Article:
Lately in the American wine scene, a new beverage with ancient roots has been taking the world by storm: Piquette.
Occasionally described as “White Claw for Wine Lovers,” Piquette is a low-alcohol fizzy beverage made from adding water to the grape pomace left over after grapes have been pressed for wine. This water-pomace mix is then fermented until the result reaches somewhere between 5%-9%; about the same percentage of alcohol that one normally finds in beer or hard seltzer. Incidentally, this makes Piquette the nigh-ideal beverage for day drinking in the warm summer months. The oft-made comparison to White Claw is where the title for this episode comes from, courtesy of Mitch Ermatinger of Native Species Winery in Grand Rapids, Michigan. He has made some very entertaining stickers and T-shirts with that saying that you all should check out.
However, unlike hard seltzers, Piquette has a long history. The name most commonly used to describe these beverages, Piquette, is derived from the French word for “prickle”; referring to the slight fizz present in most versions of this drink. Piquette was said to have been the preferred drink of vineyard workers at the lunch table, since the low alcohol content encouraged post-lunch productivity, rather than the alcohol-fueled stupor that could be expected from wines with a higher percentage of alcohol. In Italy, Piquette has various names including acqua pazza, acquarello and vinello. That being said, nearly all European winemaking countries have their own version of Piquette, which is usually made and consumed by field workers and their families. The fact is, Piquette was a great way to stretch what one could make from a given harvest. But, Piquette has ancient roots too. The Greeks and Romans made versions of this drink too. The Romans, calling it lora, often considered this beverage to be a meager, cheap-to-produce drink. Since it was made from what basically amounts to the leftover scraps of winemaking, it was usually given to slaves and field workers.
Times have changed, however. What was once seen purely as a drink for the poor working folk has rapidly skyrocketed into popularity in the twenty-first century. Why this is the case, I’m not sure, though I have my theories. The Marxist in me wants to complain about the gentrification of poor culture to appease the ever-thirsty desires of the rich bourgeoise for novelty, I’m not so sure that has a lot to do with it. There is the simple fact of the matter that most wineries are on the knife-edge of a budget and making Piquette increases the amount of inventory, and therefore the amount of money that flows into a winery, but I’m not so sure that’s a major cause either. Instead, I would argue that modern sanitization techniques, even in wineries focused on Natural Wine, has made it possible for winemakers to combat and prevent the bacterial infections which could easily occur otherwise, and controlling the ones that do occur… which can partially lead to the intriguing flavor profiles you get in many Piquette wines.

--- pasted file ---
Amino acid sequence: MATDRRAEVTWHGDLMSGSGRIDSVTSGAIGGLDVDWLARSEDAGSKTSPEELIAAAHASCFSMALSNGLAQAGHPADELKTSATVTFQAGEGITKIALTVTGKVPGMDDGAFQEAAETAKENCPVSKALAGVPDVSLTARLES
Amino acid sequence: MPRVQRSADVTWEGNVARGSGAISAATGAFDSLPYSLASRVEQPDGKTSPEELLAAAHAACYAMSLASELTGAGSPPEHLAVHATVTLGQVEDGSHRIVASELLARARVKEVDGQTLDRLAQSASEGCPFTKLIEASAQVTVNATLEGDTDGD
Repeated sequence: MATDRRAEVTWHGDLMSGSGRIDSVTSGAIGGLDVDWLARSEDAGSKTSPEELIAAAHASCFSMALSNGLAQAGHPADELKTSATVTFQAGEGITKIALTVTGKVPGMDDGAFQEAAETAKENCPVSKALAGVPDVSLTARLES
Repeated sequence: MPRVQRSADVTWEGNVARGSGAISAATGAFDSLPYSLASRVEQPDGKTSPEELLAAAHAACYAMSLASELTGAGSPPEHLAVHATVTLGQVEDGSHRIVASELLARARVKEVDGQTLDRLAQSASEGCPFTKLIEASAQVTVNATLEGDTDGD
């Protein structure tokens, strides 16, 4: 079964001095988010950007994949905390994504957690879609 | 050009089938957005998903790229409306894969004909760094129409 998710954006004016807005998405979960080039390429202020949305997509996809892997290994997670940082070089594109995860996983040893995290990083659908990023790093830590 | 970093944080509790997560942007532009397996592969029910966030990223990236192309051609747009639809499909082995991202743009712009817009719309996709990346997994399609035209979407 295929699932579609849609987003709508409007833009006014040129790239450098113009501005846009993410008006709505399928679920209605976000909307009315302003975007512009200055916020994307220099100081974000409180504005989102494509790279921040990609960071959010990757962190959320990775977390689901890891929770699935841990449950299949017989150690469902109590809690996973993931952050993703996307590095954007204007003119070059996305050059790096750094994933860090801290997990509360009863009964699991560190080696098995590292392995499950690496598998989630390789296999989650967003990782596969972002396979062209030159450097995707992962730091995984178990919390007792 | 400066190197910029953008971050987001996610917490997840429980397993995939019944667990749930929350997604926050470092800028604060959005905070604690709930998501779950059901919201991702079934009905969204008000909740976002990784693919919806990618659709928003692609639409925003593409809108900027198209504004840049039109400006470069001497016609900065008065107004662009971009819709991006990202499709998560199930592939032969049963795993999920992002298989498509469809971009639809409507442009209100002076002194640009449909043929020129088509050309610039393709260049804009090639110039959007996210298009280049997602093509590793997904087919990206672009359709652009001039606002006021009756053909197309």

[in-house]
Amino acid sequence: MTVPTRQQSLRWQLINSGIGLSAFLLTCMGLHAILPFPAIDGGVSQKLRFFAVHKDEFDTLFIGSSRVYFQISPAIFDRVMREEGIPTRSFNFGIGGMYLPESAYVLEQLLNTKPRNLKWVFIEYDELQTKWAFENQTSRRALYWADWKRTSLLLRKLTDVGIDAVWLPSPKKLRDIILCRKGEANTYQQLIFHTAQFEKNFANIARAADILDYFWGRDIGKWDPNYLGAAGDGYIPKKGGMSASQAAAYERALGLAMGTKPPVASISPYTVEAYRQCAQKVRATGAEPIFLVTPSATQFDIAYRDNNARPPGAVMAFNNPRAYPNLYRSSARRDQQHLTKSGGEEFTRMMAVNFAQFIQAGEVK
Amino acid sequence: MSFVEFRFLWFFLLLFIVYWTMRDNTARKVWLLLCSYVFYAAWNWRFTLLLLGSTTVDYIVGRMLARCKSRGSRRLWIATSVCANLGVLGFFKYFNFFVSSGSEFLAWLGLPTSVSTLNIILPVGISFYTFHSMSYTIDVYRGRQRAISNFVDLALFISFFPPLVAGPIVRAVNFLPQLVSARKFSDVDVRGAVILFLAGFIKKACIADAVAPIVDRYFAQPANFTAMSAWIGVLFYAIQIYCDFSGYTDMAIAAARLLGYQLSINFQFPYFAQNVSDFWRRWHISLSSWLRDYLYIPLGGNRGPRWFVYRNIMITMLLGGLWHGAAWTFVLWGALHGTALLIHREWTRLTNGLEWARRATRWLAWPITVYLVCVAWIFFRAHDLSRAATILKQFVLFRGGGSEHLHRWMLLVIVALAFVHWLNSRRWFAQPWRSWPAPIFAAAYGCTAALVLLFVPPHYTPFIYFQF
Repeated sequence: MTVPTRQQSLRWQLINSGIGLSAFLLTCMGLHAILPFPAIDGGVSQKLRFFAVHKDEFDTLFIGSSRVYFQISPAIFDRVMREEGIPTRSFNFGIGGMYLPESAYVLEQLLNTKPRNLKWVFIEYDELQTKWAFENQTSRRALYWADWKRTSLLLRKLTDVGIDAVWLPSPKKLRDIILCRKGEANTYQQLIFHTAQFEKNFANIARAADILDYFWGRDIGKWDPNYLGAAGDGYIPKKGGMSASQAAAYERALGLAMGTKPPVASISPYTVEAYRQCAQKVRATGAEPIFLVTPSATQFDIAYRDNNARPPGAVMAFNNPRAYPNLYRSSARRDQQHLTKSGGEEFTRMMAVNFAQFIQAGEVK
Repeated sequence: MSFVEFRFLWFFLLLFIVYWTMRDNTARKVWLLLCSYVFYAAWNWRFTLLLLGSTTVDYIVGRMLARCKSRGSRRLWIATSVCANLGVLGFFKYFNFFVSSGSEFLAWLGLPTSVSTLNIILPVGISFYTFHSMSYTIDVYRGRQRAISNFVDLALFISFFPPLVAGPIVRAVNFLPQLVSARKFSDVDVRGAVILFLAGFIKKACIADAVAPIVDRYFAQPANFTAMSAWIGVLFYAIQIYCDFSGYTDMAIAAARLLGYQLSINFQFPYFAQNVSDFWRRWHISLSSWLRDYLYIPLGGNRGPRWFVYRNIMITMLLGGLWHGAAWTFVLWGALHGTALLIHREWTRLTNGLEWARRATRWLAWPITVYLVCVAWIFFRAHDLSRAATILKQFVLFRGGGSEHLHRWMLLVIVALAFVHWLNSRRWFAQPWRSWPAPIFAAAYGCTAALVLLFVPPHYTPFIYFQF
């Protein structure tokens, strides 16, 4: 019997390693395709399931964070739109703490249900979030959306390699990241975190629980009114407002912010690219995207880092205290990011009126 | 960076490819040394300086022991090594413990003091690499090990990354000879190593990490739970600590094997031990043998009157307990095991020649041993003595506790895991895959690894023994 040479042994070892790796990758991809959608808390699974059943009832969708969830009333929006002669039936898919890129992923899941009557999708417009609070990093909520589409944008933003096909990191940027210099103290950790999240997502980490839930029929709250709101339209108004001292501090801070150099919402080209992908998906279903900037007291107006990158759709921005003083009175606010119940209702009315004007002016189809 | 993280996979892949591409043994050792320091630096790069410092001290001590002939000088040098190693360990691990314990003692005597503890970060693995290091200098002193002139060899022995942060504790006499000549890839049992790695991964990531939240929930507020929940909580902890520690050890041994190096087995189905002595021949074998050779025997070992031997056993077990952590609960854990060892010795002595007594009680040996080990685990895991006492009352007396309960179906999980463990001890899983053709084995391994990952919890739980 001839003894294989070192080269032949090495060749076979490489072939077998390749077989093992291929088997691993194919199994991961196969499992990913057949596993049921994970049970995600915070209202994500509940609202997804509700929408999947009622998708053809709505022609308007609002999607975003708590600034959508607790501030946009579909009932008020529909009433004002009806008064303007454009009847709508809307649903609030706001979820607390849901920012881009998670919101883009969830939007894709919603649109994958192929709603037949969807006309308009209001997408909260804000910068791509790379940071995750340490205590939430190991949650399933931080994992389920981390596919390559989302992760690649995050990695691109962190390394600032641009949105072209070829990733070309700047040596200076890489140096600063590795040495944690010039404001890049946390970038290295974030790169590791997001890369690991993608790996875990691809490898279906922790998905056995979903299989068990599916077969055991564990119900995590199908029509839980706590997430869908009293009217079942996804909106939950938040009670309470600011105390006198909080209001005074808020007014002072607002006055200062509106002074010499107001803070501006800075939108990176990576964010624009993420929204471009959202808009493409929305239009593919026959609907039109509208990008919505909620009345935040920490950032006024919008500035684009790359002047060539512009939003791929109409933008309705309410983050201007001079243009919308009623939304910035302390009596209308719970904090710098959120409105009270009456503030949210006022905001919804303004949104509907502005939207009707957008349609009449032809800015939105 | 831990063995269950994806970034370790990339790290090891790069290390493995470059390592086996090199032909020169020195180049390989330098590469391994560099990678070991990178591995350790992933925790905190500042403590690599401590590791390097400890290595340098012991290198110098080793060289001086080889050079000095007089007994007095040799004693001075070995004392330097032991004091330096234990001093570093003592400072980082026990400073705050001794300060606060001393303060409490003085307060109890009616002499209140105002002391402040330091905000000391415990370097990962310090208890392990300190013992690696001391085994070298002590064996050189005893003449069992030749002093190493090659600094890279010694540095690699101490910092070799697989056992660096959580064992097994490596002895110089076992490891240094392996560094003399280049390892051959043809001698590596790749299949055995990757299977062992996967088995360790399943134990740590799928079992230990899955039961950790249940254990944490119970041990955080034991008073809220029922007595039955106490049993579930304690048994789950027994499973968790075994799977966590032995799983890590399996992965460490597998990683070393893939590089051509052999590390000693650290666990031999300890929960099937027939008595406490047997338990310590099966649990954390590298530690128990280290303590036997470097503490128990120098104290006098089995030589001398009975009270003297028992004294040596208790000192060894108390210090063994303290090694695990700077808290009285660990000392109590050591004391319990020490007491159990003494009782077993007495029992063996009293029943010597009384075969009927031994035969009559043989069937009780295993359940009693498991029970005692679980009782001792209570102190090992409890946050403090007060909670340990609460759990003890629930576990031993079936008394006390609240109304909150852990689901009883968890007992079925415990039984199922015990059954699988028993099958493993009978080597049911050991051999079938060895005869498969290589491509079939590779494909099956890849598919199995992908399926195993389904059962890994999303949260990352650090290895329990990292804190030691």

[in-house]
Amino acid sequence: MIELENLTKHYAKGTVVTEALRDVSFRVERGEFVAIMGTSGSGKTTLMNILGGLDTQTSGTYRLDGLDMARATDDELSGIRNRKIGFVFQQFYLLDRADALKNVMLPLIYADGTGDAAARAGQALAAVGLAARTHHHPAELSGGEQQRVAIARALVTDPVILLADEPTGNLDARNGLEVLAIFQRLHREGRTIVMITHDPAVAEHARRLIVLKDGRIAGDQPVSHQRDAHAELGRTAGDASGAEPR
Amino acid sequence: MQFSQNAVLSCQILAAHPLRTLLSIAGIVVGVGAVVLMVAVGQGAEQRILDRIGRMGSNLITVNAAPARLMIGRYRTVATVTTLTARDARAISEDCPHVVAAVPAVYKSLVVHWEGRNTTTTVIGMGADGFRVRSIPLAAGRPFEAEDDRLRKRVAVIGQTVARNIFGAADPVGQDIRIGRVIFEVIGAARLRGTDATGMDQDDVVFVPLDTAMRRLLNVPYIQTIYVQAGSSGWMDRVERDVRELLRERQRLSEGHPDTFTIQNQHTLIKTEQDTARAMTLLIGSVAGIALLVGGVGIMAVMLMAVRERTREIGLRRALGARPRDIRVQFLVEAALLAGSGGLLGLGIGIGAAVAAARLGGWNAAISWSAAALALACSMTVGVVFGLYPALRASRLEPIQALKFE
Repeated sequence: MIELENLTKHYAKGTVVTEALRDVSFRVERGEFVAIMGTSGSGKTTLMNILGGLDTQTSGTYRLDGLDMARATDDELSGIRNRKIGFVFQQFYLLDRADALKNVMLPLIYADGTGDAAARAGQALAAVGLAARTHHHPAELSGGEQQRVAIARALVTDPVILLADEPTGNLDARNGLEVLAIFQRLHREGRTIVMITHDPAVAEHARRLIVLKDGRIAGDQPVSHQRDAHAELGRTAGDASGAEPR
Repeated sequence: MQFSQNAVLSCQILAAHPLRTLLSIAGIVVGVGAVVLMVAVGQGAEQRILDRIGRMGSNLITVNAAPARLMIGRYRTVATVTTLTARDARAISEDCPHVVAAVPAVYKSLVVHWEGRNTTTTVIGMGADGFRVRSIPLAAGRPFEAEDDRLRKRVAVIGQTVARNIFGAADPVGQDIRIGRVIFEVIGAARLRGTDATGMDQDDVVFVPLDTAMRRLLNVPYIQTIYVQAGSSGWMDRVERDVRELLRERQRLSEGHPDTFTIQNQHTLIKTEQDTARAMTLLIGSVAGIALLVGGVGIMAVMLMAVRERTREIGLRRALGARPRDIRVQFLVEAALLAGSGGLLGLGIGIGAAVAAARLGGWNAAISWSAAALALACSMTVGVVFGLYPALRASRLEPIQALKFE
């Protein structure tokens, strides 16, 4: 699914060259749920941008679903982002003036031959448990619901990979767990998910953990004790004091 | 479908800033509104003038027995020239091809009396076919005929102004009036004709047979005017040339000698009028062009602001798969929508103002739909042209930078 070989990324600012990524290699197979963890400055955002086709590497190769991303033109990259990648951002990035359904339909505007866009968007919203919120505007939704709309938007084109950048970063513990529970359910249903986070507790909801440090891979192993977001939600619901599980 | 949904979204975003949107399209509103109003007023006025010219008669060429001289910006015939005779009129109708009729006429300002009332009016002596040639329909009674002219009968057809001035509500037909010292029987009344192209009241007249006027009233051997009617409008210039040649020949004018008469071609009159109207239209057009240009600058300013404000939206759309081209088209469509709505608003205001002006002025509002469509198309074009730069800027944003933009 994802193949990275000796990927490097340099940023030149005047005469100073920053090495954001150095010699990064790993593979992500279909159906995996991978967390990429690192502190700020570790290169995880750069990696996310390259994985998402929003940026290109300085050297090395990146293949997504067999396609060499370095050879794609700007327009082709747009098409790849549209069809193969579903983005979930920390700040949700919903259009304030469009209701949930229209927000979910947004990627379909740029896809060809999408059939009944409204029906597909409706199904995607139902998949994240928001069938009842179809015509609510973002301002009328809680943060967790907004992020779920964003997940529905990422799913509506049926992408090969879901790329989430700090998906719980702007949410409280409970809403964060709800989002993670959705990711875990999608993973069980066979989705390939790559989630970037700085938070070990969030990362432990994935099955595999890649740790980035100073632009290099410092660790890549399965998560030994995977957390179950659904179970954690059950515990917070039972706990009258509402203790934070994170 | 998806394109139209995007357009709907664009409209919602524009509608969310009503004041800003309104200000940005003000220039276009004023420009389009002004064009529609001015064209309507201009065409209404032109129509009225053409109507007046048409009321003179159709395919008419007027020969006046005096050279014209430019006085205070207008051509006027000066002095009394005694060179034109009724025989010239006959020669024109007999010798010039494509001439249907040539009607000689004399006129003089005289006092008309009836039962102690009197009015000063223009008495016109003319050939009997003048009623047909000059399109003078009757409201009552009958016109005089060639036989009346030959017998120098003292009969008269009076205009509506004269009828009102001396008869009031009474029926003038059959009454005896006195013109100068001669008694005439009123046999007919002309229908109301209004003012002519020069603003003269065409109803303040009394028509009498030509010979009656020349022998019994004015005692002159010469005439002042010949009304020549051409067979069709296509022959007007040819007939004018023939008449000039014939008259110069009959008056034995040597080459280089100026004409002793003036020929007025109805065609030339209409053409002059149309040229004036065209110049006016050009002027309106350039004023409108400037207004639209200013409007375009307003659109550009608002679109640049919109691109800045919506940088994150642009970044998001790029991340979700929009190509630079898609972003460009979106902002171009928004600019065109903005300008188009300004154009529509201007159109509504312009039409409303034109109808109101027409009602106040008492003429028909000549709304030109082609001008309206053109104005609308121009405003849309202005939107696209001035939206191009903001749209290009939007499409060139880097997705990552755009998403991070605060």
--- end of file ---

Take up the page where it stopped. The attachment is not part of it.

Basically, this means that modern Piquette tastes far better than its ancestors. Combined with a plague which often lead to day drinking in quarantine, and you have a perfect storm to increase this beverage’s popularity. But I digress. In this episode, podcast newcomer Brianna Nation of Page Springs Cellars joins all of us to drink some Piquette, and share her experiences about making it– she made the Piquette de Vidal that features as the second vintage of the recording. We also drink two Piquettes from Saeculum Cellars, another Arizona Winery, and one from Old Westminster Winery in Maryland.
Drink up folks! Remember, No regrets when drinking Piquettes! Oh, and since one of the Piquettes from Saeculum Cellars is made of Cabernet Franc, that brings our current total for this varietal to 8.